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Linker error when porting C code to C++

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I'm trying to port some C code snippets to my C++ game. The problem is this linker error: error LNK2019: unresolved external symbol "int __cdecl init_raw_mouse(int,int,int)" (?init_raw_mouse@@YAHHHH@Z) referenced in function _WinMain@16 The function is declared and defined in a 'h' and a 'c' file. declaration: BOOL init_raw_mouse(BOOL, BOOL, BOOL); definition: BOOL init_raw_mouse(BOOL in_include_sys_mouse, BOOL in_include_rdp_mouse, BOOL in_include_individual_mice){ ... Why does the compiler expects a 'int' instead of 'BOOL'? Separately these .h and .c files compile just fine.

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Is the definition in a C file and the call in a C++ file (or the other way round?). If so, you have to use extern "C" before the C++ declaration so it isn't name mangled. This is usually done in header files like this:


#ifndef HEADER_SYMBOL
#define HEADER_SYMBOL

#ifdef __cplusplus
extern "C" {
#endif

... Real header stuff ...

#ifdef __cplusplus
};
#endif

#endif

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Quote:
Original post by Calin
I'm trying to port some C code snippets to my C++ game.
The problem is this linker error:

error LNK2019: unresolved external symbol "int __cdecl init_raw_mouse(int,int,int)" (?init_raw_mouse@@YAHHHH@Z) referenced in function _WinMain@16

The function is declared and defined in a 'h' and a 'c' file.

declaration: BOOL init_raw_mouse(BOOL, BOOL, BOOL);
definition: BOOL init_raw_mouse(BOOL in_include_sys_mouse, BOOL in_include_rdp_mouse, BOOL in_include_individual_mice){ ...

Why does the compiler expects a 'int' instead of 'BOOL'?

Separately these .h and .c files compile just fine.


BOOL is a typedef to some kind of in (maybe unsigned, I don't remember). "bool" is the C++ type. They are different and should not be mixed ("BOOL b = false;" is evil).

Try to suround your function definitions with


#ifndef __cplusplus
extern "C" {
#endif

...

#ifndef __cplusplus
}
#endif


[edit: beaten. Too slooooooow]

HTH,

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As to why it expects int, that's because BOOL isn't a real type - it's a typedef for C code. It gets worse: some 'standard' functions declared to return BOOL will return integer values other than 0 or 1.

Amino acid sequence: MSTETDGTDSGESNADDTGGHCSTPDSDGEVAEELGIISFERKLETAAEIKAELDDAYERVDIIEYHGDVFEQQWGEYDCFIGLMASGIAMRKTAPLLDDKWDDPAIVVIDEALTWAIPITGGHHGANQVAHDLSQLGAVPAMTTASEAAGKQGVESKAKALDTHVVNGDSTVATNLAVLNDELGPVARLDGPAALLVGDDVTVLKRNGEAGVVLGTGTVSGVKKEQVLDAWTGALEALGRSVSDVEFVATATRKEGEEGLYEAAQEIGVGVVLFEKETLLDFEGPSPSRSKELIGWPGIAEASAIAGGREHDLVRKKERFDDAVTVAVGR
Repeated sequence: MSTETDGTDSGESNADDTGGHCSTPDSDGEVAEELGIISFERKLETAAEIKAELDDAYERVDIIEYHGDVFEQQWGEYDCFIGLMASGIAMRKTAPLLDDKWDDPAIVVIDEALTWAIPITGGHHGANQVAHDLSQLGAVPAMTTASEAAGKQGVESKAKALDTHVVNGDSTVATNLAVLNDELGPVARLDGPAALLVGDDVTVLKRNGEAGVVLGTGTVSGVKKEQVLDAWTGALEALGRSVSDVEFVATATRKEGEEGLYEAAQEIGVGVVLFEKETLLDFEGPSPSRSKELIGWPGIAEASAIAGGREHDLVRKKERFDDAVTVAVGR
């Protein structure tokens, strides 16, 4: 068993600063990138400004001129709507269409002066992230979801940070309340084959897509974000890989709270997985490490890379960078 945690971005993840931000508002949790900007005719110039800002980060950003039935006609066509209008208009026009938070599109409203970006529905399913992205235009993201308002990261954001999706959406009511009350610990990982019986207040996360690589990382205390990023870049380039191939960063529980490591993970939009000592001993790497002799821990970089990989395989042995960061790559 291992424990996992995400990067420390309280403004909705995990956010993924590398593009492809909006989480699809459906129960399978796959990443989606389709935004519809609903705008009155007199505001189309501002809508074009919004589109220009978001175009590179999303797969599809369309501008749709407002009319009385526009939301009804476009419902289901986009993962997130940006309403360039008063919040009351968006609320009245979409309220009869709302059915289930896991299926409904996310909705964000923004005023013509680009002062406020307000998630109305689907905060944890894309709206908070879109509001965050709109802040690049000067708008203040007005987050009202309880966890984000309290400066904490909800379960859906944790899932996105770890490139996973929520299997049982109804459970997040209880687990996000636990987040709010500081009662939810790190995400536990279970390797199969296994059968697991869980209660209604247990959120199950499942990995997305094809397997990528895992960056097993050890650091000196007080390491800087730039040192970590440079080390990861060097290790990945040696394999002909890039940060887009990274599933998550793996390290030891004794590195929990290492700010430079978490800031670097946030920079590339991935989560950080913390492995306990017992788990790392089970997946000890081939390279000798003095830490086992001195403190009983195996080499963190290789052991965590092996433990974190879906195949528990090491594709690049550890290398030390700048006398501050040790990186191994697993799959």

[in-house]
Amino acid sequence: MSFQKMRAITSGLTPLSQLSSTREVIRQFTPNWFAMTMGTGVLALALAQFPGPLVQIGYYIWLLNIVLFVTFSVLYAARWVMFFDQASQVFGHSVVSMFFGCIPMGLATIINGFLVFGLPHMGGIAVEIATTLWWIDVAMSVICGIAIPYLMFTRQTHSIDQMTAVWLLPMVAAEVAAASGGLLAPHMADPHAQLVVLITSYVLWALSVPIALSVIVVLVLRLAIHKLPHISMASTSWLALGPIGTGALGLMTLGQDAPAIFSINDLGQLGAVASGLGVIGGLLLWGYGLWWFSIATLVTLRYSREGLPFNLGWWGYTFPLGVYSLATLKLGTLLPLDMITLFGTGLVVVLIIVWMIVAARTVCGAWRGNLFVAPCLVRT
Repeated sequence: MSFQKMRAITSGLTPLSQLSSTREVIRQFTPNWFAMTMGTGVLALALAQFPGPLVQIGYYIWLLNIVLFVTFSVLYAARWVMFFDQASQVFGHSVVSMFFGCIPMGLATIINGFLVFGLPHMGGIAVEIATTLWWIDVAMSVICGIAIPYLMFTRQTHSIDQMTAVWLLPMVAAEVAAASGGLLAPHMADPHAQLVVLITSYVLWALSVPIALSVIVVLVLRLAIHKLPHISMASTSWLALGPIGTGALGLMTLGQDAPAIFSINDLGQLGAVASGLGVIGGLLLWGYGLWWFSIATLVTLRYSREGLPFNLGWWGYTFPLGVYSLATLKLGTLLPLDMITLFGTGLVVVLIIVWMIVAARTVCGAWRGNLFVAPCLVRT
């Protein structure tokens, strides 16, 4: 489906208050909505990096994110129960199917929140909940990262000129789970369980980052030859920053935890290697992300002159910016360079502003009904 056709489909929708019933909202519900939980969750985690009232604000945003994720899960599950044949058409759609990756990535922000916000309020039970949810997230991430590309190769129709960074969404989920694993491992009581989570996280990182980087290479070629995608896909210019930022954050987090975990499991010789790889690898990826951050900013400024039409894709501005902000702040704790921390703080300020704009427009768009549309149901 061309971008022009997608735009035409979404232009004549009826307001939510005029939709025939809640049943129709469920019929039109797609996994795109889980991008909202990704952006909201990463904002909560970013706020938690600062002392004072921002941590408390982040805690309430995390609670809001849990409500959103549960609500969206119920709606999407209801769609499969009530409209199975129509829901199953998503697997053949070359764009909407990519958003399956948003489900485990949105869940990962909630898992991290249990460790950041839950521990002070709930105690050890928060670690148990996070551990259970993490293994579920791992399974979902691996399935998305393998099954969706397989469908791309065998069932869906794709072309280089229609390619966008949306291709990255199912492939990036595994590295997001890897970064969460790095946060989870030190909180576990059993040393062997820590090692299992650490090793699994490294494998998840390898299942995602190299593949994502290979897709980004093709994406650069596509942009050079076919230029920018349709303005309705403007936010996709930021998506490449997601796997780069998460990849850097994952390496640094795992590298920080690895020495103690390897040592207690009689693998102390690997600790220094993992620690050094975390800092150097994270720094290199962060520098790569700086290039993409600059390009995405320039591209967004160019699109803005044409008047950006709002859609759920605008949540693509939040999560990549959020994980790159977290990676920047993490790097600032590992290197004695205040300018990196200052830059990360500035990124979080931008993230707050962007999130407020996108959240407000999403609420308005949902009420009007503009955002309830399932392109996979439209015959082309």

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1° There is no problem with compiling, since you get a linker error.
2° BOOL is defined as typedef int BOOL.
3° Are you linking the .obj file of the function with the .obj file of Winmain?

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Quote:
Original post by Calin
Why does the compiler expects a 'int' instead of 'BOOL'?


BOOL is not an intrinsic data type in C. It's simply a typedef of an int.

typedef int BOOL;

Since you're porting the code, you might consider substituting "bool" for BOOL and "true" and "false" for TRUE and FALSE in order to bring the code into line with C++ conventions.

@ Emmanuel Deloget - not as slow as me! [smile]

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Quote:
Original post by LessBread
Quote:
Original post by Calin
Why does the compiler expects a 'int' instead of 'BOOL'?


BOOL is not an intrinsic data type in C. It's simply a typedef of an int.

typedef int BOOL;

Since you're porting the code, you might consider substituting "bool" for BOOL and "true" and "false" for TRUE and FALSE in order to bring the code into line with C++ conventions.

@ Emmanuel Deloget - not as slow as me! [smile]

shouldn't that be: "bool" {"true", "false"} and BOOL {TRUE, FALSE} ?

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Quote:
Original post by Alpha_ProgDes
Quote:
Original post by LessBread
Quote:
Original post by Calin
Why does the compiler expects a 'int' instead of 'BOOL'?


BOOL is not an intrinsic data type in C. It's simply a typedef of an int.

typedef int BOOL;

Since you're porting the code, you might consider substituting "bool" for BOOL and "true" and "false" for TRUE and FALSE in order to bring the code into line with C++ conventions.

@ Emmanuel Deloget - not as slow as me! [smile]

shouldn't that be: "bool" {"true", "false"} and BOOL {TRUE, FALSE} ?


The quotes are simply to indicate that those aren't words in the ordinary sense. Emmanuel useds quotes too, probably for the same reason.

It seems to me that it should be

bool { true, false } substituted for BOOL { TRUE, FALSE }

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Indeed, I used quotes to say "look, I'm not typing BOOL nor Bool nor bOOl but "bool"". Er... I just wanted to insist that the C++ keyword was "bool".

Silly me. I added those damn quotes again [smile]

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